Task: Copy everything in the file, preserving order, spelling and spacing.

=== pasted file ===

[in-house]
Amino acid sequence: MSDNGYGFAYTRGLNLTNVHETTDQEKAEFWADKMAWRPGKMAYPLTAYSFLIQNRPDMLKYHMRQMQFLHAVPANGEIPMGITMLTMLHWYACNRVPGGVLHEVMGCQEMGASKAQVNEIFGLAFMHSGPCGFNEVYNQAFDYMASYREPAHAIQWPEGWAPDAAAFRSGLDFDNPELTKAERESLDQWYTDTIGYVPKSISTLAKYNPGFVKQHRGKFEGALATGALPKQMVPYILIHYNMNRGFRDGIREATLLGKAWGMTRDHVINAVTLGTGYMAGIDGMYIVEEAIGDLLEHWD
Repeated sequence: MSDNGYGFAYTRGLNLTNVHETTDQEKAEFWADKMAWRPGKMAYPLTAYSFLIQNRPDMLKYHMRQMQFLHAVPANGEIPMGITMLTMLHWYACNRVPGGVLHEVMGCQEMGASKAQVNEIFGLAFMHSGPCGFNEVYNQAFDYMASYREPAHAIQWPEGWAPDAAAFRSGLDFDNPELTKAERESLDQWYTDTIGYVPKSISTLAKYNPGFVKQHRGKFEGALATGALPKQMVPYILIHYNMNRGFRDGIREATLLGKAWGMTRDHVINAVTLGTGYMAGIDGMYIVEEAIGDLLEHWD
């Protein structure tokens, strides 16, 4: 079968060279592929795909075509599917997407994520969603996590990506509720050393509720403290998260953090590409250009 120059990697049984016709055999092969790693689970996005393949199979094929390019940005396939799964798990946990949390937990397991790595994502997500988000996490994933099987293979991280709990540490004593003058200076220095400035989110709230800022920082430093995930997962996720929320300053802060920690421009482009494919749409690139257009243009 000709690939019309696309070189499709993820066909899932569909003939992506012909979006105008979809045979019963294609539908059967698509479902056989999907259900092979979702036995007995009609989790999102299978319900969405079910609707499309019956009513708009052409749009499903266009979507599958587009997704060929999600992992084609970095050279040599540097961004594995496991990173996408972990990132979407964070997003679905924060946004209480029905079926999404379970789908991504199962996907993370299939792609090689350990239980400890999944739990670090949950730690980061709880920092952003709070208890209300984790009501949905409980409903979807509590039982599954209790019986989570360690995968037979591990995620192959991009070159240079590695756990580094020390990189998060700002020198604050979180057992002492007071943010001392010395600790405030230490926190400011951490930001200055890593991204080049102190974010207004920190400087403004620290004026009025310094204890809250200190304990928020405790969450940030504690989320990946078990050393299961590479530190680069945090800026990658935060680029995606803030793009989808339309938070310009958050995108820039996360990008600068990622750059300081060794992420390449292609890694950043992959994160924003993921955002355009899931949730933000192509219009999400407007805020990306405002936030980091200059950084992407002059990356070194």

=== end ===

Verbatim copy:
[in-house]
Amino acid sequence: MSDNGYGFAYTRGLNLTNVHETTDQEKAEFWADKMAWRPGKMAYPLTAYSFLIQNRPDMLKYHMRQMQFLHAVPANGEIPMGITMLTMLHWYACNRVPGGVLHEVMGCQEMGASKAQVNEIFGLAFMHSGPCGFNEVYNQAFDYMASYREPAHAIQWPEGWAPDAAAFRSGLDFDNPELTKAERESLDQWYTDTIGYVPKSISTLAKYNPGFVKQHRGKFEGALATGALPKQMVPYILIHYNMNRGFRDGIREATLLGKAWGMTRDHVINAVTLGTGYMAGIDGMYIVEEAIGDLLEHWD
Repeated sequence: MSDNGYGFAYTRGLNLTNVHETTDQEKAEFWADKMAWRPGKMAYPLTAYSFLIQNRPDMLKYHMRQMQFLHAVPANGEIPMGITMLTMLHWYACNRVPGGVLHEVMGCQEMGASKAQVNEIFGLAFMHSGPCGFNEVYNQAFDYMASYREPAHAIQWPEGWAPDAAAFRSGLDFDNPELTKAERESLDQWYTDTIGYVPKSISTLAKYNPGFVKQHRGKFEGALATGALPKQMVPYILIHYNMNRGFRDGIREATLLGKAWGMTRDHVINAVTLGTGYMAGIDGMYIVEEAIGDLLEHWD
């Protein structure tokens, strides 16, 4: 079968060279592929795909075509599917997407994520969603996590990506509720050393509720403290998260953090590409250009 120059990697049984016709055999092969790693689970996005393949199979094929390019940005396939799964798990946990949390937990397991790595994502997500988000996490994933099987293979991280709990540490004593003058200076220095400035989110709230800022920082430093995930997962996720929320300053802060920690421009482009494919749409690139257009243009 000709690939019309696309070189499709993820066909899932569909003939992506012909979006105008979809045979019963294609539908059967698509479902056989999907259900092979979702036995007995009609989790999102299978319900969405079910609707499309019956009513708009052409749009499903266009979507599958587009997704060929999600992992084609970095050279040599540097961004594995496991990173996408972990990132979407964070997003679905924060946004209480029905079926999404379970789908991504199962996907993370299939792609090689350990239980400890999944739990670090949950730690980061709880920092952003709070208890209300984790009501949905409980409903979807509590039982599954209790019986989570360690995968037979591990995620192959991009070159240079590695756990580094020390990189998060700002020198604050979180057992002492007071943010001392010395600790405030230490926190400011951490930001200055890593991204080049102190974010207004920190400087403004620290004026009025310094204890809250200190304990928020405790969450940030504690989320990946078990050393299961590479530190680069945090800026990658935060680029995606803030793009989808339309938070310009958050995108820039996360990008600068990622750059300081060794992420390449292609890694950043992959994160924003993921955002355009899931949730933000192509219009999400407007805020990306405002936030980091200059950084992407002059990356070194």